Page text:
Settings for 1/4 inch birch plywood


#21

Thank you so so much! That makes sense. I guess it’s a testament to Glowforge that I have been using it for a while now and getting great results without even really knowing all the details of setting something as key as focus.

Cheers!


#22

I dont know how you’re getting a cut with 1 pass as I am having to make closer to 6 to get all the way through 1/4" birch. Do you have the pro?


#23

That’s a problem. Is it Birch plywood or solid? You shouldn’t need more than 1 pass on 1/4" Birch plywood. If it’s not true Baltic Birch you might need to slow it down to get through the glues & voids although in that case 2 faster passes will result in less charring and cleaner cuts.

It might be worth getting a piece of thick PG ply and seeing it that works. If it doesn’t then you can send support a ticket. If it does, then you’ll want to look at your Birch supplier because something’s wrong.

Basic or Pro should be able to do this.


#24

its plywood. I have been using
speed 140
power at full and not even 5 passes went all the way through.
i have the focus set to .25 so i am going to try lowering that and see what happens.


#25

Yes I am using a pro, thick Maple setting, then take the speed down by 10 for a reliable cut.


#26

how do you change the speed settings of PG stuff? I haven’t figure that out.


#27

Does it work correctly for other materials using standard settings?

If not, is it clean (lens & mirrors) and is the lens inserted correctly?

If it is good with other materials but not this, then it’s a material problem. Lots of us do 1/4" so the machine handles that.

And for your question on PG settings - click on the arrow to the right of the PG operation and then you can change the values. The UI will show it as Custom then.


#28

image
@chriskeilbart: The “>” is what you want.


#29

I am doing BB plywood from Rockler.

Have not tried ¼ in real wood yet, but I have a bunch of seconds I am going to test with (Purple Heart, Padauk, black walnut, etc…) I will be fascinated to see the results. As to slow / multiple cut, I mad a grid of speed and power. When I slowed down, I got undesirable overvburn on the back side.


#30

I’ve never removed the lens or had trouble cutting other things. I also haven’t cut more than maybe 20 things so far and the lenses look great. Found the little > symbol and the PG symbols were not up to snuff. Multiple passes it is.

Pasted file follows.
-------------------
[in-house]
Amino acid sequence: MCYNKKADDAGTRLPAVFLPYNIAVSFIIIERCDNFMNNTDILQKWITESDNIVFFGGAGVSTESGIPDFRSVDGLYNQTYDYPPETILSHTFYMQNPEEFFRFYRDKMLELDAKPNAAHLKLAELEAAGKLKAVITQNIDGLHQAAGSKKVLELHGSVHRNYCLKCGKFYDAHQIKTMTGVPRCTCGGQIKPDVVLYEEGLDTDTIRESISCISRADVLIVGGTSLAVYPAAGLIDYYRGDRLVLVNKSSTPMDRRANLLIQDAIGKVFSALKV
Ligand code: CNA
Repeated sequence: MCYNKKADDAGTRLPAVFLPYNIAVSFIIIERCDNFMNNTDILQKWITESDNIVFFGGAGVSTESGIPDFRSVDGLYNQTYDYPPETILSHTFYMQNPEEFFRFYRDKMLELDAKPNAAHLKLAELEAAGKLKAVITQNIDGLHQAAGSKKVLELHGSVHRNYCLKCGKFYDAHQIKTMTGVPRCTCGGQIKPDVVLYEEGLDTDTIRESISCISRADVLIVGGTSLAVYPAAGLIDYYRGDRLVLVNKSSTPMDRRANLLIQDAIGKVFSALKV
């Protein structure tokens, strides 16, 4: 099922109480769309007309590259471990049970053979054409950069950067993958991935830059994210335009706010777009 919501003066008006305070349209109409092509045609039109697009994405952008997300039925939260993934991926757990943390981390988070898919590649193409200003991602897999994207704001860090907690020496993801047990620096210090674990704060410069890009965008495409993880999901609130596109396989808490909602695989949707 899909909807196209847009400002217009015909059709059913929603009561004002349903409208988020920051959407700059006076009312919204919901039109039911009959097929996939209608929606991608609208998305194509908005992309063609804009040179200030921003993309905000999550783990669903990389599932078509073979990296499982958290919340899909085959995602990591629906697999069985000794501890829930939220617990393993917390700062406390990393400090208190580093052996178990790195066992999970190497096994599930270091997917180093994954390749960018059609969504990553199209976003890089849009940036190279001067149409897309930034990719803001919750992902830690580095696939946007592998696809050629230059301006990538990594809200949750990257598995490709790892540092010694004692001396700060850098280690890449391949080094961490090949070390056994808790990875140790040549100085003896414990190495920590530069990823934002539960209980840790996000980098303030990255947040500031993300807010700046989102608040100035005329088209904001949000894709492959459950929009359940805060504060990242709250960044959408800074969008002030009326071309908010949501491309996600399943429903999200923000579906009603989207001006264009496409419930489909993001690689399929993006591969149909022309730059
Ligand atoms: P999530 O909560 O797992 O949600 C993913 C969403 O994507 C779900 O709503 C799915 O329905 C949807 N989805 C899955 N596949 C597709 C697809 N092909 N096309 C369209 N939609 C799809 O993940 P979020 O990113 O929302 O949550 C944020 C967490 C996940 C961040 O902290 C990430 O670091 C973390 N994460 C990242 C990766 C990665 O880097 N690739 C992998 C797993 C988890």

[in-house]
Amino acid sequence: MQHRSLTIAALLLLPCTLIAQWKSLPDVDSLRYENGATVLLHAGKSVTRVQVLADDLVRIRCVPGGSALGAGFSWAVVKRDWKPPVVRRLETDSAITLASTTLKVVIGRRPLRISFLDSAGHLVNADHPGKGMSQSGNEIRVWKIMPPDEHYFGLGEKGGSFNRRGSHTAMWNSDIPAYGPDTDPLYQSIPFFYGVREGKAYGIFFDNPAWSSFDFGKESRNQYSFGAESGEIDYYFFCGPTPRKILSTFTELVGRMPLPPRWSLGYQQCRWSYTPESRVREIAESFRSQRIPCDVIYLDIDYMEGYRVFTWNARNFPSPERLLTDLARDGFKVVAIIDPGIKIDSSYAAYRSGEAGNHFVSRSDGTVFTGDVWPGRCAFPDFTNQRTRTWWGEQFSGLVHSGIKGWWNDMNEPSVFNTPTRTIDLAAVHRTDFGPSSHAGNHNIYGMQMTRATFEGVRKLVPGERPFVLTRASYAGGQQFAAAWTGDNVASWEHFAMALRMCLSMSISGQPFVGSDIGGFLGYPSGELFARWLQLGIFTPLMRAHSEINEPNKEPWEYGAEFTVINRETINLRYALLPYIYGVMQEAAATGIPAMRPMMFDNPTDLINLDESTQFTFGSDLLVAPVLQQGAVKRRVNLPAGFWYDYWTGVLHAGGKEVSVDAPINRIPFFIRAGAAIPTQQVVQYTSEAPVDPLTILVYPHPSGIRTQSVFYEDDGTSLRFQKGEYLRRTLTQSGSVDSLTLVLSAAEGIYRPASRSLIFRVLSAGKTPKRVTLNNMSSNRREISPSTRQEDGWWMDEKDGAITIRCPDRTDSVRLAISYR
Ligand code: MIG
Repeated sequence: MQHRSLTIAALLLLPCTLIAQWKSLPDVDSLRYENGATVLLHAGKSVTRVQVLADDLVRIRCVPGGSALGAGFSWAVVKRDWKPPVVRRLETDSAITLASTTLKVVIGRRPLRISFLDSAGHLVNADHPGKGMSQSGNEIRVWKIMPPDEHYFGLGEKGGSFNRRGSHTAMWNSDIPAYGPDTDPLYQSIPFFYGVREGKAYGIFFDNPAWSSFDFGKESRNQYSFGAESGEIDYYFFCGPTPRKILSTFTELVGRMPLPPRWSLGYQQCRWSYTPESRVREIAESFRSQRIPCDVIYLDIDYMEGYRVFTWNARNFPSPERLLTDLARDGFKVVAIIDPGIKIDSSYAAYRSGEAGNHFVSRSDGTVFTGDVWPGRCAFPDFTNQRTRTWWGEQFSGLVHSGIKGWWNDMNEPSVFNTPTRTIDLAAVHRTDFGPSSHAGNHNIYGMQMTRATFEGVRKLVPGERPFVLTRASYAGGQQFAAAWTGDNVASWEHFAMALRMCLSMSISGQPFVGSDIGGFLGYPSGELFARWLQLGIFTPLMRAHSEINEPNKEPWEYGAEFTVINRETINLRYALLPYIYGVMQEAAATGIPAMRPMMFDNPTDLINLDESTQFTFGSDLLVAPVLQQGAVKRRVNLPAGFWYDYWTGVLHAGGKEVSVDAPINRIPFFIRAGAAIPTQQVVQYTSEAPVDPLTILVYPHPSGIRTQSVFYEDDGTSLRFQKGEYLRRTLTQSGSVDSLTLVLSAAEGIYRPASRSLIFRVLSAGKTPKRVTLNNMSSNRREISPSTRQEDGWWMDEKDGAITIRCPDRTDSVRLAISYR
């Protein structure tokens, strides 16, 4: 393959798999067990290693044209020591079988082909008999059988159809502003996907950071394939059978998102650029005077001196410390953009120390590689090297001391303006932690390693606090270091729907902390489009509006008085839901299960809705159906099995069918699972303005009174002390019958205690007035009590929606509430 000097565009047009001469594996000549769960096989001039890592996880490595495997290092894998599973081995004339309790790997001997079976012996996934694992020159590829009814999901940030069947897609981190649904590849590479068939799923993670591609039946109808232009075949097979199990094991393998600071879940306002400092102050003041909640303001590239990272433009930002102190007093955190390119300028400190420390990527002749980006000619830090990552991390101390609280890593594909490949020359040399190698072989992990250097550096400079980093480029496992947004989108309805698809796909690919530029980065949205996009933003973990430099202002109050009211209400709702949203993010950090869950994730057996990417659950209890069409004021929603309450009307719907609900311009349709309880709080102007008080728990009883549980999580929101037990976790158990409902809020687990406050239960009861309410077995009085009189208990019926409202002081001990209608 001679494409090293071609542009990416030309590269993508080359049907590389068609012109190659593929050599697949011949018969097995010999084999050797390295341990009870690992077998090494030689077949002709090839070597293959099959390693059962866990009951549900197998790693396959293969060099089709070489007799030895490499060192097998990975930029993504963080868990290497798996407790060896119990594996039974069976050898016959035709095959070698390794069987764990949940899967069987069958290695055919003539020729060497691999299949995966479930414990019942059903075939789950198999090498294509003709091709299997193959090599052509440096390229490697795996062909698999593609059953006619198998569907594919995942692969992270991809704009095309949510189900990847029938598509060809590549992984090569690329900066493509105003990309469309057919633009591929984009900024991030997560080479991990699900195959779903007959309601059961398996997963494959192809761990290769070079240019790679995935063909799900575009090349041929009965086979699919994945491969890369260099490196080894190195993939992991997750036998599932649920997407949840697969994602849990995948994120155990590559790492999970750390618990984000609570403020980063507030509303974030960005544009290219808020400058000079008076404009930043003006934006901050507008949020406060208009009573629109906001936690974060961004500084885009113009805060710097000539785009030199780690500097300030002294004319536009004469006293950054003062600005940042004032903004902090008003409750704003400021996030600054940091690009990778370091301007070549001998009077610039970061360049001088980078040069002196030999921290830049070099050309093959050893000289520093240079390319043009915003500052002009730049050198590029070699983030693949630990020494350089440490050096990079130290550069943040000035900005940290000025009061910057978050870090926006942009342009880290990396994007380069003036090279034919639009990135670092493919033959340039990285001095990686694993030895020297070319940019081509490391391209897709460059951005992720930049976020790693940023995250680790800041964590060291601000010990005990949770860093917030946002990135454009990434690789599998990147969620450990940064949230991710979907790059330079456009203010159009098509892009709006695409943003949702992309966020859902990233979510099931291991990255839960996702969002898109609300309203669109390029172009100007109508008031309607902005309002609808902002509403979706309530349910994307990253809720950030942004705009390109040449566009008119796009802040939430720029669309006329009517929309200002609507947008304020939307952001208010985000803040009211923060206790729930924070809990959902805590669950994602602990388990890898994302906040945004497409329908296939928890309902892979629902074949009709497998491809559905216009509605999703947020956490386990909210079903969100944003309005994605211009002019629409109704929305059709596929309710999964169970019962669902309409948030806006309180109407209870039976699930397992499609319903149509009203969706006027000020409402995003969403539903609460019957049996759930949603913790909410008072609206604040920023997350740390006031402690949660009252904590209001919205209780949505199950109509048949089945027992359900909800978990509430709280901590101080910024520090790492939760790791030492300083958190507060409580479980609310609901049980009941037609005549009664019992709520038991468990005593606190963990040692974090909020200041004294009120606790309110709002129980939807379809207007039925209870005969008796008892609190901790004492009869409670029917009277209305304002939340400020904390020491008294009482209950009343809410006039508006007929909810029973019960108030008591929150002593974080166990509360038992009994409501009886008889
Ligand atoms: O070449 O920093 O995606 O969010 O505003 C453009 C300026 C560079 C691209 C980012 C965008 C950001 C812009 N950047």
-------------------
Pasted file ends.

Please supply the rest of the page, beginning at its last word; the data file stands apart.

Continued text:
#31

In one pass does most of the cut work with small parts failing? That happens to me because of glue patches. I finish those with a razor knife.


#32

I think you’re going to find every Baltic Birch is gonna be different. These are some nice guidelines, but you’re going to need to experiment and tweak them for the Baltic Birch you buy. Even different boards in the same lot of Baltic Birch can be significantly different.

Currently, I’m finding Home Depot Birch Plywood (may not be BB… not sure) cuts really well using the above settings in one pass. Meanwhile, the “cadillac of plywood” as my wood seller called it, Baltic Birch from Cross Cut Lumber, is just too strong, or the glue between the layers is too uncuttable, or something, but that stuff requires many passes.

If I had to bet, I think it’s the glue between the plys.


#33

if it was BB, they’d say BB. they’d be able to charge more.


#34

if it was BB, they’d say BB. they’d be able to charge more.

True that. They call it “Birch Plywood” which I suspect means “We want you to think it’s Baltic Birch, but if we call it that, we’ll be sued.” or something.


#35

or it’s just a birch veneer plywood. what else would you call it if it’s birch plywood, but not baltic birch plywood?


#36

I have crosscut Baltic Birch as well, has similar cut characteristics to the Rockler product


#37

@chriskeilbart yessir! Pro indeed. I will say, though, I’ve given up cutting 1/4"… it just blackens the edge way too much. 1/8" is much nicer.


#38

I have very nice edge results on Baltic Birch at ¼

This is a small shelving unit I cut out recently, and I can run my fingers over with no black residue.

My only issue is if I run over a glue patch, then I will have to manually cut the portion of the line that failed to cut.